323 B.C. Assassination of Harpalus in Crete. Alexander's Campaign against the Cossaeans and return to Babylon. Alexander explores Pallacopas Canal; his boat-trip through the marshes. Arrival of Antipater's son Cassander to negotiate with Alexander.
May 30: Alexander falls ill after a party from either poison or complications from too much alcohol; Alexander allows the troops to file tearfully past his bed and dies around the 11th of June. His body is taken to Alexandria where it is housed in a now lost mausoleum.
316 B.C. Olympias Dies.
An extract from the Qur'an which is said by some to refer to Alexander (Duhl-Qarnain - the two horned one)
They will ask you about Dhul-Qarnain. Say: 'I will give you an account of him. 'We made him mighty in the land and gave him means to achieve all things. He journeyed on a certain road until he reached the West and saw the sun setting in a pool of black mud. Hard by he found a certain people. "Dhul-Quarnain" We said, "You must either punish them or show them Kindness." He replied: "The wicked we shall surely punish. Then they shall return to their Lord and be sternly punished by Him. As for those that have faith and do good works, we shall bestow on them a rich reward and deal indulgently with them." He then journeyed along another road until he reached the East and saw the sun rising upon a people whom We had utterly exposed to its flaming rays. So he did: and We had full knowledge of all the forces at his command. Then he followed yet another route until he came between the Two Mountains and found a people who could barely understand a word. "Dhul-Qarnain" the said, "Gog and Magog are ravaging this land. Build us a rampart against them and we will pay you tribute." He replied: "The power which my Lord has given me is better than any tribute. Lend me a force of labourers and I will raise a rampart between you and them. Come, bring me blocks of iron." He dammed up the valley between the Two Mountains and said: "Ply your bellows." And when the Iron blocks were red with heat, he said: "Bring me molten brass to pour on them." Gog and Magog could not scale it, nor could they dig their way through it. He said: "This is a blessing from my Lord. But when my Lord's promise has been fulfilled, He will level it to dust. The promise of my Lord is true." On that day We will let them come in tumultuous throngs. The trumpet shall be sounded and We will gather them all together. On that day Hell shall be laid bare before the unbelievers, who have turned a blind eye to My admonition and a deaf ear to My warnings.'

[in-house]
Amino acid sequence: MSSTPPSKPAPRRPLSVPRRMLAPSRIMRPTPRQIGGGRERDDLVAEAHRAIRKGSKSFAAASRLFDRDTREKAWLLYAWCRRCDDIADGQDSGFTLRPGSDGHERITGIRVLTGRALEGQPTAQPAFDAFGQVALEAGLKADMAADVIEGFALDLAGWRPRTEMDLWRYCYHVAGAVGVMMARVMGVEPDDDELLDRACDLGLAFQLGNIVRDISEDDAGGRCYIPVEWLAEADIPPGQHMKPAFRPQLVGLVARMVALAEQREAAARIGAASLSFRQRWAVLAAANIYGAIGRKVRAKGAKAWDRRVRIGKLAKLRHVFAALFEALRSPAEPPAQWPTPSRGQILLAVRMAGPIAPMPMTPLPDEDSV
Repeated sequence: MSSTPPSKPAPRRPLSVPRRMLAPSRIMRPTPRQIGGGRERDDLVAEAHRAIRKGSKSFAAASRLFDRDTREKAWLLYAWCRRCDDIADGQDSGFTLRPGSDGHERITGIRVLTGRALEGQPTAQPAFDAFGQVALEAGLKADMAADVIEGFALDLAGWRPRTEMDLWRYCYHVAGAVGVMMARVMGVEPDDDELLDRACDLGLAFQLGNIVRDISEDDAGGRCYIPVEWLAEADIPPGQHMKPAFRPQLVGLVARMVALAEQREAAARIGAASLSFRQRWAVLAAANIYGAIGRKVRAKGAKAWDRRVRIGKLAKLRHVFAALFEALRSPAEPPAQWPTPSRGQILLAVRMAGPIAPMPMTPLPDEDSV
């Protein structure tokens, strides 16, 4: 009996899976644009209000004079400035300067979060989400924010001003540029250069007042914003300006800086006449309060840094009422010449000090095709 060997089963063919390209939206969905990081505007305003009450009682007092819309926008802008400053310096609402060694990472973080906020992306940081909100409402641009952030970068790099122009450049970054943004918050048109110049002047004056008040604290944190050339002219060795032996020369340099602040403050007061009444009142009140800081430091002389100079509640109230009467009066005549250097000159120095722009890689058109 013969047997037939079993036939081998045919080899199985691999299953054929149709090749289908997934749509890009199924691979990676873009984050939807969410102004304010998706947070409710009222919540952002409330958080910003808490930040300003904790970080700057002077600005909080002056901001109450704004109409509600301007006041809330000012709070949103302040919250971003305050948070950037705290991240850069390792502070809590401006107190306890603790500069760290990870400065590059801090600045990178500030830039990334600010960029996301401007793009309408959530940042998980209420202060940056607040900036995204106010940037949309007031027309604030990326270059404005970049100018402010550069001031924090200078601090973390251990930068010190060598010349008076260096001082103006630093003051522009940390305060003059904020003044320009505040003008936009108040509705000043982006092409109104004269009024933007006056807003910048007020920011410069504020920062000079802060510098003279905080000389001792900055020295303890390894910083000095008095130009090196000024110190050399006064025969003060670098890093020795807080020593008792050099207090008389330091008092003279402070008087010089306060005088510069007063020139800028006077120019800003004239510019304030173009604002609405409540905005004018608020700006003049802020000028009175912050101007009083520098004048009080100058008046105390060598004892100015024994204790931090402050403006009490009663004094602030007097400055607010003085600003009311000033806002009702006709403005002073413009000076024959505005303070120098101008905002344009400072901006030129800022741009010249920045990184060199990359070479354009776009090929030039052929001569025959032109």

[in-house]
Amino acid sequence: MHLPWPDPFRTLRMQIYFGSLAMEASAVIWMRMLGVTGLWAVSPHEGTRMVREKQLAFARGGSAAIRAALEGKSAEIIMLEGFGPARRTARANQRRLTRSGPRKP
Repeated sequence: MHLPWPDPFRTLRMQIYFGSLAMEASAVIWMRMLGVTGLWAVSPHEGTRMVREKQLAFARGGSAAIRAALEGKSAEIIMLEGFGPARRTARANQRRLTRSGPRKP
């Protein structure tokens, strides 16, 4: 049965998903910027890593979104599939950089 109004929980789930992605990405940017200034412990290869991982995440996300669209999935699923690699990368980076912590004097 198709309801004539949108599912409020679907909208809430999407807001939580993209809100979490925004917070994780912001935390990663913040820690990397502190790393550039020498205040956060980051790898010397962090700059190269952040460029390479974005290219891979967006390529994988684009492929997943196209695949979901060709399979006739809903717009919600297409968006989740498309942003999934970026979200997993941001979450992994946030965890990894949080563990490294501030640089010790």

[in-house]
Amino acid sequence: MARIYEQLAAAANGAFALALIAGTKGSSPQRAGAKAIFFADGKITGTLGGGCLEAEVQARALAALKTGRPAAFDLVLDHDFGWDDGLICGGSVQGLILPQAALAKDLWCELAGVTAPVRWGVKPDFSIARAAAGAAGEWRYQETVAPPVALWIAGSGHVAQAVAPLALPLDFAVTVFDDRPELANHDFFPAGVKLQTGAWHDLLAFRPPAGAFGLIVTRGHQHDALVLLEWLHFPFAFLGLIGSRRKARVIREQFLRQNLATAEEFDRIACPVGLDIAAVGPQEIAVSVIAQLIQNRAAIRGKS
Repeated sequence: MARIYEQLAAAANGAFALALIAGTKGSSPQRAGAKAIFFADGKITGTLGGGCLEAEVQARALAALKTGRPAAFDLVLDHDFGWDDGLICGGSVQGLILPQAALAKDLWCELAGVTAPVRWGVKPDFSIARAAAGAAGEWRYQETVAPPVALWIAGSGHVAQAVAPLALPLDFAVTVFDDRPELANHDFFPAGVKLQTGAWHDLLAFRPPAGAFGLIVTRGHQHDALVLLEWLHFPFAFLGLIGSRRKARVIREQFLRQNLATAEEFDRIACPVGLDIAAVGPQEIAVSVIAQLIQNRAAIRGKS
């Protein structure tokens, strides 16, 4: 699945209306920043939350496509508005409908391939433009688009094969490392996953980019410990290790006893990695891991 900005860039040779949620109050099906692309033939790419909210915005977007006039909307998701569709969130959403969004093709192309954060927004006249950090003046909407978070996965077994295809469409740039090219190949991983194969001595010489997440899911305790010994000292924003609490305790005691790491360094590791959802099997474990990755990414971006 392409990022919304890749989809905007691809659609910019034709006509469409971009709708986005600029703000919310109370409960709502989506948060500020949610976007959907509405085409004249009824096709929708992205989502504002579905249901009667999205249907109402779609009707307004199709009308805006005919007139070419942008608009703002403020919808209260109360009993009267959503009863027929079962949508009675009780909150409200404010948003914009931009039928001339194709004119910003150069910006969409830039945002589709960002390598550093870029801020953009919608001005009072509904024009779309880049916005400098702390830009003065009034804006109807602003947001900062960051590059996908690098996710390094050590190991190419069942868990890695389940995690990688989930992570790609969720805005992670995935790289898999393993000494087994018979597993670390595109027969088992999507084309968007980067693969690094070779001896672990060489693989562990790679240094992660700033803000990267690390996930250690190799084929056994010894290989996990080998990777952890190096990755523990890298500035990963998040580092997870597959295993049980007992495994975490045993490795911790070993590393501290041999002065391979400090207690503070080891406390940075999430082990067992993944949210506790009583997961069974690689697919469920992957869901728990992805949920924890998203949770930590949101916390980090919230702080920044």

After the defeat and suicide of Cleopatra and Mark Antony, the victorious Octavious' had the sarcophagus containing Alexander the Great's mummy removed from its shrine and after a long look at its features, showed his veneration by crowning the head with a golden diadem and strewing flowers on the trunk. When asked 'would you like now to visit the Mausoleum of the Ptolemies?' he replied 'I came to see a King, not a row of corpses.' Suetonius
 My Alexander Collectibles
 'The Greek Alexander Romance' by various and unknown.
'Alexander The Great' by Robin Lane Fox.
'The History of Alexander'  by Quintus Curtius Rufus
'The Age of Alexander. Nine Greek Lives'  by Plutarchus
'The Campaigns of Alexander'  by Flavius Arrianusl
'Alexander of Macedon 356-323 B. C.: A Historical Biography'  by Peter Green  
The Nature of Alexander, and the trilogy Fire From Heaven, The Persian Boy and Funeral Games by Mary Renault
'Alexander - Child of a Dream' and 'The Sands of Ammon' by Valerio Massimo Manfredi 
'In the Footsteps of Alexander The Great' Michael Wood
'Alexander the Conqueror' Laura Foreman
'Alexander' 2004 film by Oliver Stone
'Alexander The Great' 1956 with Richard Burton
'Alexander The Great' with William Shatner
Alexander The Great - Footsteps in the Sand' documentary
'In The Footsteps of Alexander' documentary
plus other docos. 

Alessandro by G F Handel with the phenomenal Countertenor Max Emanuel Cencic

No comments:

Post a Comment

Comment here or in side bar or you can email me at pepispictures@gmail.com

Related Posts Plugin for WordPress, Blogger...